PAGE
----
{ Tomas Gil }

How to deploy an Azure Function from a monorepo


Azure Function Core Tools is a powerful tool for building and deploying Azure Functions. It allows us to run our functions locally and deploy them to Azure. Unfortunately, it does not support monorepos out of the box. In this post, we will explore how to deploy an Azure Function from a monorepo that uses Yarn workspaces.

The problem

Imagine you have a monorepo with several Azure Functions and a shared code package that is a dependency for all the Azure Functions. If you try to deploy one of the functions with Azure Function Core Tools, the deployment will succeed, but the function will not work. Furthermore, since Azure Function Core Tools is not aware of the yarn.lock file in the root folder of the monorepo, it will use npm to install dependencies. This can lead to non-deterministic behavior as it does not use the yarn.lock file. Some users have raised concerns about this issue here and here.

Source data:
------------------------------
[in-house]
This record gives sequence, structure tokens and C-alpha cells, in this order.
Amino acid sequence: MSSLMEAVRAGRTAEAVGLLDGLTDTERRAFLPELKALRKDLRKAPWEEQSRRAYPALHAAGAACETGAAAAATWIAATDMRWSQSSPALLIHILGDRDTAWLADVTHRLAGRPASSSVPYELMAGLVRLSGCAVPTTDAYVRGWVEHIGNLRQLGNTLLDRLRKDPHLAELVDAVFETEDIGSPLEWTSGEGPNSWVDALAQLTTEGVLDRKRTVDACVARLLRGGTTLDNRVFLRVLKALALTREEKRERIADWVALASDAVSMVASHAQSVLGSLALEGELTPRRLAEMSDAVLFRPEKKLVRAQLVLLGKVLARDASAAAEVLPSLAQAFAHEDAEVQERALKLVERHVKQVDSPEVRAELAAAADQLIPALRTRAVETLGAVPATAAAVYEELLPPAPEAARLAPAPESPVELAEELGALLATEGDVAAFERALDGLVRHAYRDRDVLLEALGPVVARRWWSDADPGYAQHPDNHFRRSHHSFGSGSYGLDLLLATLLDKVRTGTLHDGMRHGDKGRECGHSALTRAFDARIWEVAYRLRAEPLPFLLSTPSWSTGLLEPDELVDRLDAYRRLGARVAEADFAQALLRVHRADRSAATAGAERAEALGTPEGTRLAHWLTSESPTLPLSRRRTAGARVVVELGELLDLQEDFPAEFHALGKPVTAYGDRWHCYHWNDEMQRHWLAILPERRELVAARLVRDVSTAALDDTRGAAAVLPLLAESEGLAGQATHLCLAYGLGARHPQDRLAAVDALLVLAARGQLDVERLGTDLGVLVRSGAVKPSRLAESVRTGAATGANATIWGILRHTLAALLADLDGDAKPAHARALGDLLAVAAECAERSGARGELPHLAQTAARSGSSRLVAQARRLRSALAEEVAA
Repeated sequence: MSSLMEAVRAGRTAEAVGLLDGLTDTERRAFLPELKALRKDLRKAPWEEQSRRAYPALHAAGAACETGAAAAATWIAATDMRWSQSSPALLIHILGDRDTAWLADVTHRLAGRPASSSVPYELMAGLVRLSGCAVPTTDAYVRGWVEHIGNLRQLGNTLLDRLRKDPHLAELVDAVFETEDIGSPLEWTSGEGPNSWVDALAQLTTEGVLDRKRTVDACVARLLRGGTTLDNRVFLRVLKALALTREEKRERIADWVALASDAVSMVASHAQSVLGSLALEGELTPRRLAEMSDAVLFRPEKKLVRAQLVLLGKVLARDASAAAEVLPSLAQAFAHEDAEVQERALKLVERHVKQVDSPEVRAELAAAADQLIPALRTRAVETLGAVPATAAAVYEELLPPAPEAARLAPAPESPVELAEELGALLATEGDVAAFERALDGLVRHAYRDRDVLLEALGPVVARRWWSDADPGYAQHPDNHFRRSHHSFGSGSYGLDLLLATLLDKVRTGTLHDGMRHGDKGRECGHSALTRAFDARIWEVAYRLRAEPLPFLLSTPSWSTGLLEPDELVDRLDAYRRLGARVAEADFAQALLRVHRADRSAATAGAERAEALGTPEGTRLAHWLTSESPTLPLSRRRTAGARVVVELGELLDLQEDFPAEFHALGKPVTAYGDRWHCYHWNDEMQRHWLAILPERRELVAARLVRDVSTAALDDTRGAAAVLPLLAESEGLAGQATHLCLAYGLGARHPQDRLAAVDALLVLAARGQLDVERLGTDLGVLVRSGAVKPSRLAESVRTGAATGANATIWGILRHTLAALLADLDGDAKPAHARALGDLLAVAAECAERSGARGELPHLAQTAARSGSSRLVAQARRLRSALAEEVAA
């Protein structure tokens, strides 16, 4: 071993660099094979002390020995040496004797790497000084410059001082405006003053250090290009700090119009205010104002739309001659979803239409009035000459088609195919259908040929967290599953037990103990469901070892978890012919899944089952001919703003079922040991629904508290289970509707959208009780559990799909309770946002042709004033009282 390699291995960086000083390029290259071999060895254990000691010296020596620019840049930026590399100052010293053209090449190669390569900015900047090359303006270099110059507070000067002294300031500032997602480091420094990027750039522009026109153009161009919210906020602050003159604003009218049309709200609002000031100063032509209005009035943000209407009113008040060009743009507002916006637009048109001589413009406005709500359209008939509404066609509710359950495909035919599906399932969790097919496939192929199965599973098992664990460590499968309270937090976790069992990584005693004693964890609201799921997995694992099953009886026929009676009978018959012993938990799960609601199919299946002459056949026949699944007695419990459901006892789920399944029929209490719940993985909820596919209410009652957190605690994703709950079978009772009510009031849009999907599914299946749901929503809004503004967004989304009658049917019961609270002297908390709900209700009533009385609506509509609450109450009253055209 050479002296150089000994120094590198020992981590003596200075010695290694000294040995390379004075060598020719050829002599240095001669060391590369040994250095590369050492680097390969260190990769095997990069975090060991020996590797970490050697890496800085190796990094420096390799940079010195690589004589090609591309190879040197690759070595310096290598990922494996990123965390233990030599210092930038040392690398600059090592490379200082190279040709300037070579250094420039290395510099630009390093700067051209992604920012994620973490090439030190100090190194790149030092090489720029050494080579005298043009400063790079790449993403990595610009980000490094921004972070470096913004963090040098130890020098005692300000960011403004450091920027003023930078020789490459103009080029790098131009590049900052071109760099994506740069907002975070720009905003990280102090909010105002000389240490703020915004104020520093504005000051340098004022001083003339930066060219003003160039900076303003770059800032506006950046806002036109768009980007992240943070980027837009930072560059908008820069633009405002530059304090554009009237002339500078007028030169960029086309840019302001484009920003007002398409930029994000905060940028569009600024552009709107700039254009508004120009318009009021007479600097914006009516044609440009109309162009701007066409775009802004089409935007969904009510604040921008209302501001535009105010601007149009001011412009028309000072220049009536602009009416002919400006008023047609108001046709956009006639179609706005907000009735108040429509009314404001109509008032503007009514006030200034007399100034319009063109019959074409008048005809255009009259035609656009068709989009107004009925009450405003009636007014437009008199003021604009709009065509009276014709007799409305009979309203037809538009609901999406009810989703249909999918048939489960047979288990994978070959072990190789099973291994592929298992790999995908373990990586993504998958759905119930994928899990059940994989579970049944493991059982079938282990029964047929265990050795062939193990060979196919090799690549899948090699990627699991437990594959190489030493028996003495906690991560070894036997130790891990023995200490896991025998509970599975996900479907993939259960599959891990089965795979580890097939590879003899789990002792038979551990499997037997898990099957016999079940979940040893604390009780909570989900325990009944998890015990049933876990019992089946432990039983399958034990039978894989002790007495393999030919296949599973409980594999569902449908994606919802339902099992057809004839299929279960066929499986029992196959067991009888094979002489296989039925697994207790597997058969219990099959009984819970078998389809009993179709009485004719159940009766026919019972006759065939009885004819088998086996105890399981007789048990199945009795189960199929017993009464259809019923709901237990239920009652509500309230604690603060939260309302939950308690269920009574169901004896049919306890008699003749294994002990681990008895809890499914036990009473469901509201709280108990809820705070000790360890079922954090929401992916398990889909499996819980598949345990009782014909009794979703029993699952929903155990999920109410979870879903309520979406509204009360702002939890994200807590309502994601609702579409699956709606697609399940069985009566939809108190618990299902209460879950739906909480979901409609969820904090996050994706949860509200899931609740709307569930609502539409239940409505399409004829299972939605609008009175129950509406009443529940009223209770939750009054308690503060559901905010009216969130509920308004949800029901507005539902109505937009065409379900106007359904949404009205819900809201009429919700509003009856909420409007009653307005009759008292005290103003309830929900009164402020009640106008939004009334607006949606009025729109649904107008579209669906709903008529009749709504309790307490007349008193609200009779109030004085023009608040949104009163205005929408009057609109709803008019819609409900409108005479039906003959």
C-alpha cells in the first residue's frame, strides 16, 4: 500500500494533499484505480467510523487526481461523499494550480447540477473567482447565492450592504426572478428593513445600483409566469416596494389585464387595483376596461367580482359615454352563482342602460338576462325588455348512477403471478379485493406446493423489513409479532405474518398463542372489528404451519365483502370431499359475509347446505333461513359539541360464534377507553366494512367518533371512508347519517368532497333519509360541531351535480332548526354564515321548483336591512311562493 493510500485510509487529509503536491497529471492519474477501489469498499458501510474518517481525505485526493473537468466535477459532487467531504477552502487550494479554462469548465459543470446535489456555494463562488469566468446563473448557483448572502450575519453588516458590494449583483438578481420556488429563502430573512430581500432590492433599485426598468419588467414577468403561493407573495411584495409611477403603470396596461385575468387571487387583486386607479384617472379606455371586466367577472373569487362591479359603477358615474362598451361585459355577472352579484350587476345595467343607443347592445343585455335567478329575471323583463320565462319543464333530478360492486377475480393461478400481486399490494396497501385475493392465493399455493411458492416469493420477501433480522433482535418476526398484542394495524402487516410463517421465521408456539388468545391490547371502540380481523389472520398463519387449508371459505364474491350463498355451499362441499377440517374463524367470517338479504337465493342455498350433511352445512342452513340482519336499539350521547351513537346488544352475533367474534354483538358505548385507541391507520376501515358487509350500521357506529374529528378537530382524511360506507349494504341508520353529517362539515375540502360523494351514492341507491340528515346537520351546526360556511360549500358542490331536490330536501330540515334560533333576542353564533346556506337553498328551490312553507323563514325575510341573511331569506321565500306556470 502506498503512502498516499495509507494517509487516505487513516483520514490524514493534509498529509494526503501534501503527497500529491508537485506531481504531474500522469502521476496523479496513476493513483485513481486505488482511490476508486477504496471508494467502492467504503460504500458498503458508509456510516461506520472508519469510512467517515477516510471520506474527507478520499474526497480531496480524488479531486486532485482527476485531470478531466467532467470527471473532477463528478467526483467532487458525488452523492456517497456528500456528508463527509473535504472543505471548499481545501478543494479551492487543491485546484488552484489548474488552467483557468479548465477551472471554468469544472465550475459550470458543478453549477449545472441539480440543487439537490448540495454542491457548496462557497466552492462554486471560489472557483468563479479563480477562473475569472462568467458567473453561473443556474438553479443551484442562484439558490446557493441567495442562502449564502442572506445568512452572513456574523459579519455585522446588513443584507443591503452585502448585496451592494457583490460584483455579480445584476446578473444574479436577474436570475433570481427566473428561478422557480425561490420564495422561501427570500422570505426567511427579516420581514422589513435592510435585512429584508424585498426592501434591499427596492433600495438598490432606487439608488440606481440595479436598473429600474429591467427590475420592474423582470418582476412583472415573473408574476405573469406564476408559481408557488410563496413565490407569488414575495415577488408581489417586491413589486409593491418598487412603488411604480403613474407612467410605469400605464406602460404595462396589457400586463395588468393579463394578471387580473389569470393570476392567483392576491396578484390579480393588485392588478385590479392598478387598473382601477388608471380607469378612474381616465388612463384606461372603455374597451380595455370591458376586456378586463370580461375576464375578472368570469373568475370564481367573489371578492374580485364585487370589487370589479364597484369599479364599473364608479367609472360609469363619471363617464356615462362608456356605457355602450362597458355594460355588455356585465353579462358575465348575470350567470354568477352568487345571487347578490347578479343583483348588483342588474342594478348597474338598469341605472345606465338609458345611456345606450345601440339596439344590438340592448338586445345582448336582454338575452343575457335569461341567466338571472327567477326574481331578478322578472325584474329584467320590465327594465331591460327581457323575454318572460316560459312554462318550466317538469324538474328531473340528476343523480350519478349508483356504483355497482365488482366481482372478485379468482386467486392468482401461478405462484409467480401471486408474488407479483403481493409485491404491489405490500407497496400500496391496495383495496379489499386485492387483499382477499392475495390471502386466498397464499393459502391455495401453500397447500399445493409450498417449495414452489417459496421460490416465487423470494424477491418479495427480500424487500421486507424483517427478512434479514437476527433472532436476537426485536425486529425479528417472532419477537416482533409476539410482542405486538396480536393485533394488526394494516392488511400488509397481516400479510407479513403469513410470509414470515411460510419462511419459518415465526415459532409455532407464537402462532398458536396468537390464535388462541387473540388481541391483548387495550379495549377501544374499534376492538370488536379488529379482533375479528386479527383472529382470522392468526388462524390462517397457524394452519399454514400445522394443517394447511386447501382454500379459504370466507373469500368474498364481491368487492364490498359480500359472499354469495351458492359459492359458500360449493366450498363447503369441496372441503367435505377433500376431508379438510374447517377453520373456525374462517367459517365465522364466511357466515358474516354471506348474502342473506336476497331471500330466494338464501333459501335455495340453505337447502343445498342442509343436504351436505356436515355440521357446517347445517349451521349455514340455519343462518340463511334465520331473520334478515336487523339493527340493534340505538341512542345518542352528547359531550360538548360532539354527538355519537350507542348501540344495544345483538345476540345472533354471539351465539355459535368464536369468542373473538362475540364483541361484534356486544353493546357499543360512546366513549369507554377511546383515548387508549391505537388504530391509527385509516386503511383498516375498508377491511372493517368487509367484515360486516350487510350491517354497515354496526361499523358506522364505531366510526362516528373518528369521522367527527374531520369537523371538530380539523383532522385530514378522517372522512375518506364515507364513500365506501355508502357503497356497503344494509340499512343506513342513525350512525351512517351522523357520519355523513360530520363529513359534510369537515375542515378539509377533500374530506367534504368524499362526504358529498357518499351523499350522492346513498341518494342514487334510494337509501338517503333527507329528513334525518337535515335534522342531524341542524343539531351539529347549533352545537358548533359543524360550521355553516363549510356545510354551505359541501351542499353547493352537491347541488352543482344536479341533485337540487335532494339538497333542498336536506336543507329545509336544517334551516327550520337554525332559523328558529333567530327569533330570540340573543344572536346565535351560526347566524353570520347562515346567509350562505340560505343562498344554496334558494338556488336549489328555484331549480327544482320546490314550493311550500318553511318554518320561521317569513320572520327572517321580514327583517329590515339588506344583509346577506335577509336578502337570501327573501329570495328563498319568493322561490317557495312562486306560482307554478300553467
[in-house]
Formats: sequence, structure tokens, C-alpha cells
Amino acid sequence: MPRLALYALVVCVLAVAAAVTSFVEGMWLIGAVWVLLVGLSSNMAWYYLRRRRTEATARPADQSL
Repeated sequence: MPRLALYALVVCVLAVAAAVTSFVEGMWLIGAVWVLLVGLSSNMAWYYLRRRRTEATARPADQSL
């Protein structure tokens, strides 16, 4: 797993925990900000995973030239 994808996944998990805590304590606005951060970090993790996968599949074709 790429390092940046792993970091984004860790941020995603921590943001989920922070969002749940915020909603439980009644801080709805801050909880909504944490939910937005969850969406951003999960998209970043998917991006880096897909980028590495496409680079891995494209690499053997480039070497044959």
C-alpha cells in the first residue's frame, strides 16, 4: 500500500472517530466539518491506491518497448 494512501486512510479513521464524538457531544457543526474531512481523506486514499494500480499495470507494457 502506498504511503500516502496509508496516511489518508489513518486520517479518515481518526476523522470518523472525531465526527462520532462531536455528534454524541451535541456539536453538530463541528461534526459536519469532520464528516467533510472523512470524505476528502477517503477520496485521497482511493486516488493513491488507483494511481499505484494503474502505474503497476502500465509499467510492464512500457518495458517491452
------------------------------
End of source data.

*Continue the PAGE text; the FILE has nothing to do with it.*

Let's walk through a practical example to better understand the problem and why it occurs. If you want to follow along, you can find the code I'm going to use here.

Deploying a function using Azure function core tools

First, ensure that you have the following tools installed on your computer:

Then, download the code from the repository and install the dependencies:

git clone https://github.com/tomasgil123/deploy-azure-function-from-monorepo

cd deploy-azure-function-from-monorepo

yarn install

Now, let's create a function app in your Azure account. You can use Azure Functions Core Tools within Visual Studio Code to do this:


Follow the steps provided by the extension. You will need to log in to your Azure account, select the subscription, resource group, and function app name.